Mercedes CLS 63 AMG

We get behind the wheel of exciting performance flagship of Mercedes' new four-door coupe

Overall Auto Express Rating

5.0 out of 5

For such a brutish-looking car, the CLS 63 AMG delivers surprisingly delicate handling, which makes it far more fun to drive fast than its two-tonne kerbweight and huge footprint would suggest. The twin-turbo 5.5-litre V8 is an incredible piece of engineering – it’s powerful, sounds fantastic and plays a large part in the 32 per cent improvement in fuel efficiency. If the styling is to your taste, then this car really does tick all the boxes. It’s AMG at its very best.

Gone are the days when AMG Mercedes models were one trick ponies delivering warp-speed acceleration and little else. Now, rocketships like the new C63 Coupe prove that the tuning arm has the handling know-how to finally take on BMW’s M Division.

Video: watch CarBuyer's video review of the Mercedes CLS


But can it really turn a near-two-tonne CLS into something sporty? The new CLS 63 features the latest 5.5-litre V8, instead of the 6.2-litre that powers the two-door. This delivers 518bhp and 700Nm of torque (or 549bhp and 800Nm with the optional AMG performance pack). As a result, 0-62mph takes only 4.4 seconds, yet remarkably, this car uses 32 per cent less fuel than the previous flagship CLS, thanks to direct-injection and stop-start. Not that these eco considerations are obvious when you fire up the big V8. It barks into life, and lets you know that this is still very much a brutal performance car. At low speeds, the AMG SPEEDSHIFT automatic box blurs its seven ratios beautifully, making the CLS 63 just as easy to drive as the standard model. A Jekyll and Hyde character transformation is only a flick of a switch away, though, with four modes for the engine and transmission available.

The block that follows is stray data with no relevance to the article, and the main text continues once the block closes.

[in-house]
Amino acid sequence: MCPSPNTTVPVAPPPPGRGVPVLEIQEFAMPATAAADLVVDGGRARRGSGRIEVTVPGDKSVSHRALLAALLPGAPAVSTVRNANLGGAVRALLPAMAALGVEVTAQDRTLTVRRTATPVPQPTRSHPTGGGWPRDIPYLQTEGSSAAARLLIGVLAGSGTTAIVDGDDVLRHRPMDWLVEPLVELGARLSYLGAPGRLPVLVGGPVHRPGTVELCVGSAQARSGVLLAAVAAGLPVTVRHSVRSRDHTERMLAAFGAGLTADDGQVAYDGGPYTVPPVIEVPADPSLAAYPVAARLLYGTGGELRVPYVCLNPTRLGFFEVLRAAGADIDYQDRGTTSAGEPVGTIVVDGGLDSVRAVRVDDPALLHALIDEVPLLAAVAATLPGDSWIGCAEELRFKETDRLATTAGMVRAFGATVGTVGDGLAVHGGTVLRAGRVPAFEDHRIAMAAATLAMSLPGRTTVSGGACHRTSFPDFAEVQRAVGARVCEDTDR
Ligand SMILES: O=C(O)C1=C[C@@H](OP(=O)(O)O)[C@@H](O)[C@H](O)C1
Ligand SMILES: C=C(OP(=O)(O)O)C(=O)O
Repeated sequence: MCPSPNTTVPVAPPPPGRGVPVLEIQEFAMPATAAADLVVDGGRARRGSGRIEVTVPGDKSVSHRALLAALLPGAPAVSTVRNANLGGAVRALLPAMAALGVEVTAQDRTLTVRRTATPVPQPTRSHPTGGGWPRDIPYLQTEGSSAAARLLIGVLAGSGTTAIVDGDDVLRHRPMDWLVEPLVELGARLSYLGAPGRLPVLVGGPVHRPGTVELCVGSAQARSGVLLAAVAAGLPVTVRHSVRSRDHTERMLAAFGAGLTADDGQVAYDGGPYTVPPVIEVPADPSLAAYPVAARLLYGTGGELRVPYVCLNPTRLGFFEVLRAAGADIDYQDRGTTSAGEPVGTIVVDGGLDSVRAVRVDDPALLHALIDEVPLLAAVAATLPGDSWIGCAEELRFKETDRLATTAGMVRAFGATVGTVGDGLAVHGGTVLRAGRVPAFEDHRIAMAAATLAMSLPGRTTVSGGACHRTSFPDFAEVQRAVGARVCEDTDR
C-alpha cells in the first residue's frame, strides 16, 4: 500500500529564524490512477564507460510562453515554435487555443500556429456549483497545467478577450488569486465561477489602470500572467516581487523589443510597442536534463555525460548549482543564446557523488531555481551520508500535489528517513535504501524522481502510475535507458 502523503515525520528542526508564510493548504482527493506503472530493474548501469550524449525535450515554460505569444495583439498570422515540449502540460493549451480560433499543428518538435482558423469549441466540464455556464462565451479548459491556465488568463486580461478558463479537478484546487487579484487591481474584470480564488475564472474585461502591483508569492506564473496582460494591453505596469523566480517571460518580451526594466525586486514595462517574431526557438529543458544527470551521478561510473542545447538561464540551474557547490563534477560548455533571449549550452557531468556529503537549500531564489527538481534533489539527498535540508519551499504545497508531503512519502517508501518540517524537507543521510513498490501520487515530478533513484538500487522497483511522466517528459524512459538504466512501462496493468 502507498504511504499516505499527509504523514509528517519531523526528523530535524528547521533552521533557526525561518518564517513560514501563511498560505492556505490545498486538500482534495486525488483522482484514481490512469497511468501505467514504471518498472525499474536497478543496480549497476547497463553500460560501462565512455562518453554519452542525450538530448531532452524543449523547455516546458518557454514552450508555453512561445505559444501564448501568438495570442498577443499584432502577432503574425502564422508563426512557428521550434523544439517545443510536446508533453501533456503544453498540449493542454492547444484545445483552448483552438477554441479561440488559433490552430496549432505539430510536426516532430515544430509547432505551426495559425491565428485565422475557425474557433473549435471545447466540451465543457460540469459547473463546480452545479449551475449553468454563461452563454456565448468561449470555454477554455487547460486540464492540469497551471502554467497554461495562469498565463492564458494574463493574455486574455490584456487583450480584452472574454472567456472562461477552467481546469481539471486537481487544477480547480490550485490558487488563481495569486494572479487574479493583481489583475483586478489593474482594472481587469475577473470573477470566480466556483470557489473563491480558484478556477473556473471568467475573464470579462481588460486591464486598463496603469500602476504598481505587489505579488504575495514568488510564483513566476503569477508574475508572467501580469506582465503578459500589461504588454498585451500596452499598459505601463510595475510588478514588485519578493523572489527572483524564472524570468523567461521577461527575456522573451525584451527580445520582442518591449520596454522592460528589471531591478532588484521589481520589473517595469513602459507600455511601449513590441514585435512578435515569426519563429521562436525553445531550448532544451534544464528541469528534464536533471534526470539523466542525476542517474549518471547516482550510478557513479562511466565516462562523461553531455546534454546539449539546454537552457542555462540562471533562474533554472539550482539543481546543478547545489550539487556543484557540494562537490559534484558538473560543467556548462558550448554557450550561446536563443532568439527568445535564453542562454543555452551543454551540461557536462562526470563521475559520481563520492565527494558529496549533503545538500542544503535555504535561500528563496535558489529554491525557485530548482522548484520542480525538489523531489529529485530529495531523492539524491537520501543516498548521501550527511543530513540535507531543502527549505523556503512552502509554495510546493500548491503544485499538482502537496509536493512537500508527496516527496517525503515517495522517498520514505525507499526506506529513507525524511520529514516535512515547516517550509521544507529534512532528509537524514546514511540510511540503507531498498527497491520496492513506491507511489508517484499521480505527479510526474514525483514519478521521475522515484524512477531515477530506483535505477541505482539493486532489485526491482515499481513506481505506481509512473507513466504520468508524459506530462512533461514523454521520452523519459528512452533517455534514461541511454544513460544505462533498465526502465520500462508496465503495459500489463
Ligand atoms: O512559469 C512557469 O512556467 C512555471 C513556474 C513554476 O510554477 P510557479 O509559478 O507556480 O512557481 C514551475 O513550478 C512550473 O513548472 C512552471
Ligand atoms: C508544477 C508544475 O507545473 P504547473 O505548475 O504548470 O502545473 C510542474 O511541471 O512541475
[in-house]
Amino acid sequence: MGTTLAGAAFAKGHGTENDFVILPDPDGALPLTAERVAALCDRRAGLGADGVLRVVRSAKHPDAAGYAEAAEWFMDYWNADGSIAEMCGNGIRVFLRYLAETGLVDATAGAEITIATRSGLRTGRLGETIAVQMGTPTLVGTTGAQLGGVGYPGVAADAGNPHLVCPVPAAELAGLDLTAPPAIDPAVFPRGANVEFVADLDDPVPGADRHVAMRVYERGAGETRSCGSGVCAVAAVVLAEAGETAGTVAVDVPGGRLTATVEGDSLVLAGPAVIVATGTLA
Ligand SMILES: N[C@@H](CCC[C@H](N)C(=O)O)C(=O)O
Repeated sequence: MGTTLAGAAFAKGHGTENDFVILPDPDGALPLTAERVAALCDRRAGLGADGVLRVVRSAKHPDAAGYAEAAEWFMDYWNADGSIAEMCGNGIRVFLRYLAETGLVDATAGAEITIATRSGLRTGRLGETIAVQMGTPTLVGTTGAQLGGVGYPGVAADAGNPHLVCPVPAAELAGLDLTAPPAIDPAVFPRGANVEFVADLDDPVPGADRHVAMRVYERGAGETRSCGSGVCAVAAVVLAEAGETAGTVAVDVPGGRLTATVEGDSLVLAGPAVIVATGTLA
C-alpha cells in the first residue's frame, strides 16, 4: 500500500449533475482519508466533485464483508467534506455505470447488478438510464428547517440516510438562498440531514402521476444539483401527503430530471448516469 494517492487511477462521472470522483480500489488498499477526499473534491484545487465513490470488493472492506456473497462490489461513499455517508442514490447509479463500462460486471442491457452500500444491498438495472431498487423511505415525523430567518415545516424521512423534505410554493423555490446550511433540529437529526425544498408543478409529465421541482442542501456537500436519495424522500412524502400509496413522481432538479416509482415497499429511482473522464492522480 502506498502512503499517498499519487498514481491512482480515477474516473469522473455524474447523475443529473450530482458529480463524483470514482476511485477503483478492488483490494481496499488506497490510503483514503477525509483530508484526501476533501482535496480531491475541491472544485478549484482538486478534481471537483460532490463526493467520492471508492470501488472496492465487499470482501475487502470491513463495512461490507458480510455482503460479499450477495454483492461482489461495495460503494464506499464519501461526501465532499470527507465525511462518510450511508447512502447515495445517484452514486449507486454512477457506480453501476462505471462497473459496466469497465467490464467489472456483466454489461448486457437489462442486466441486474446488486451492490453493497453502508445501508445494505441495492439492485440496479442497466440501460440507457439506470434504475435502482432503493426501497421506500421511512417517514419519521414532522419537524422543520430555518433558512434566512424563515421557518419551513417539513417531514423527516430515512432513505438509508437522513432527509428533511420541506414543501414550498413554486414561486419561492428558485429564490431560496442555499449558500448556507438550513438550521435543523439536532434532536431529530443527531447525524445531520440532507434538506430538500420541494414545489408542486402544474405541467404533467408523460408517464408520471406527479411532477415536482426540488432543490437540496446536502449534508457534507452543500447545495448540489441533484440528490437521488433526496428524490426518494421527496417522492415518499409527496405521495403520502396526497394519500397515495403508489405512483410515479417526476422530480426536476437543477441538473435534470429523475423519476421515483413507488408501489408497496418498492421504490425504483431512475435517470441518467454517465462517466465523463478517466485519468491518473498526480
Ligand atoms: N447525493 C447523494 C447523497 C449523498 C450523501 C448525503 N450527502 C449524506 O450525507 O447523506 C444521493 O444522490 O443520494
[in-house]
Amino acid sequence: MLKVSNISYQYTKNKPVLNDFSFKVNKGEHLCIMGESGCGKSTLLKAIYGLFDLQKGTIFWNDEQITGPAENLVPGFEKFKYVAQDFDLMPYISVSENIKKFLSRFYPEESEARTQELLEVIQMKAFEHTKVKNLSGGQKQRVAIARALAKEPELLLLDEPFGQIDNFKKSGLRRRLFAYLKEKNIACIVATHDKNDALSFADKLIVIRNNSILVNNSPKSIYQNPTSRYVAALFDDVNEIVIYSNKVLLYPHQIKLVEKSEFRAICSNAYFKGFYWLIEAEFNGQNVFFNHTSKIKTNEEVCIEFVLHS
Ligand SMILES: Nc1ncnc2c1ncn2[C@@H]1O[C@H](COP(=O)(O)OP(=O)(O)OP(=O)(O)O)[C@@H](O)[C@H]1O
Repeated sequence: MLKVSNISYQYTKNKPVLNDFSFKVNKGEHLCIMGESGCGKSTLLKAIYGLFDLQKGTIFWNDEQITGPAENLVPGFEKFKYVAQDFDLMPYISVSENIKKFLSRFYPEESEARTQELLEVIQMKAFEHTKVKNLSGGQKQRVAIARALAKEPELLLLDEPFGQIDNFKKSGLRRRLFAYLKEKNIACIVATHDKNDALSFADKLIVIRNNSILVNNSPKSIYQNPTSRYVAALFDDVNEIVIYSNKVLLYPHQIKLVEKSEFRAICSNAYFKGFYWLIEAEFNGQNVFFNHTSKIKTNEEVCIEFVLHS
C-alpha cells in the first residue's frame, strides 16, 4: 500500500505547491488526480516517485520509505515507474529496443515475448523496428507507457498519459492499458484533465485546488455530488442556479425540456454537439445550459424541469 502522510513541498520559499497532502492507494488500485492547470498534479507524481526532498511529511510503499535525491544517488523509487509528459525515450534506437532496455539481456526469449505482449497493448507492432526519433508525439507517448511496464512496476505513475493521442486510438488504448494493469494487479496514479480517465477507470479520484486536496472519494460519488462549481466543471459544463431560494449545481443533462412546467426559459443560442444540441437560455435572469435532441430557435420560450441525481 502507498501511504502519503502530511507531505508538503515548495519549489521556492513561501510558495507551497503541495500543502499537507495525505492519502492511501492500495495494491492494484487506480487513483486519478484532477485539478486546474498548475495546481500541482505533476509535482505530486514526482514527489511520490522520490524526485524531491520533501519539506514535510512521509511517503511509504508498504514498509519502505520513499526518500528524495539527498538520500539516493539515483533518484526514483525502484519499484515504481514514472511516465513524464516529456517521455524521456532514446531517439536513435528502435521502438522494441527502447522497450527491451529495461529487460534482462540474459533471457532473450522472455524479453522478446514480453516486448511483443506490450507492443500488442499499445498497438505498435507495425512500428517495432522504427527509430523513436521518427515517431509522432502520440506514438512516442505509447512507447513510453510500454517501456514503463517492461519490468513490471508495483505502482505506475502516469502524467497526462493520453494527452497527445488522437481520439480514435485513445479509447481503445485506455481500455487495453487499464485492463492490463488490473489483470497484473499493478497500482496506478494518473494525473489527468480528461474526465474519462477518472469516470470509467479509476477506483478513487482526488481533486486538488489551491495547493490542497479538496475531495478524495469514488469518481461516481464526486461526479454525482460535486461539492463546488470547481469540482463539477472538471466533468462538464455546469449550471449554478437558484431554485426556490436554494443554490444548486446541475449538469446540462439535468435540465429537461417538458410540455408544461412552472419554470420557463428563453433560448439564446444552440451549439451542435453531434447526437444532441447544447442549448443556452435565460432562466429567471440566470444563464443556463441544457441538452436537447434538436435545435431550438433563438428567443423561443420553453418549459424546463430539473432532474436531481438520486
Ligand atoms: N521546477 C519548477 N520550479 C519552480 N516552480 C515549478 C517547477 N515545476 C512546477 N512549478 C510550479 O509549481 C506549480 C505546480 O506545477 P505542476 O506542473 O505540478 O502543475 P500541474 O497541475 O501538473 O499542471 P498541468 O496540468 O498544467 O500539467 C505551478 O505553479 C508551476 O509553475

The ECO setting activates the seamless stop-start function and dulls the responses of the major controls, while Sport and Sport Plus sharpen the car’s reactions. Manual mode allows you to take control via the steering-mounted paddles, and while shift times can’t match a twin-clutch box, the transmission is fast enough, with a flamboyant blip of the throttle on downchanges. The three-mode adjustable suspension doesn’t provide a bone-shaking ride, even in its firmest setting, and the three-stage ESP can be turned off for tyre-smoking slides. Acceleration is immense, with a bellowing roar from the quad exhausts. But this car is much more than a straight-line monster.

The real magic is in the way AMG has made the CLS feel so light on its feet and turn into corners with such immediacy. The margin between this and the C63 AMG Coupe is smaller than you might think. And all in a practical package offering space for four and a 520-litre boot.

The standard model’s styling was judged to be a little heavy-handed compared to the original, but the AMG brings out the best of the muscular design, with its wider front track, sculpted bonnet and bodykit. Plus, the interior is a masterpiece in build quality, and mixes soft leather and piano black trim. It adds up to AMG’s most talented all-rounder ever.

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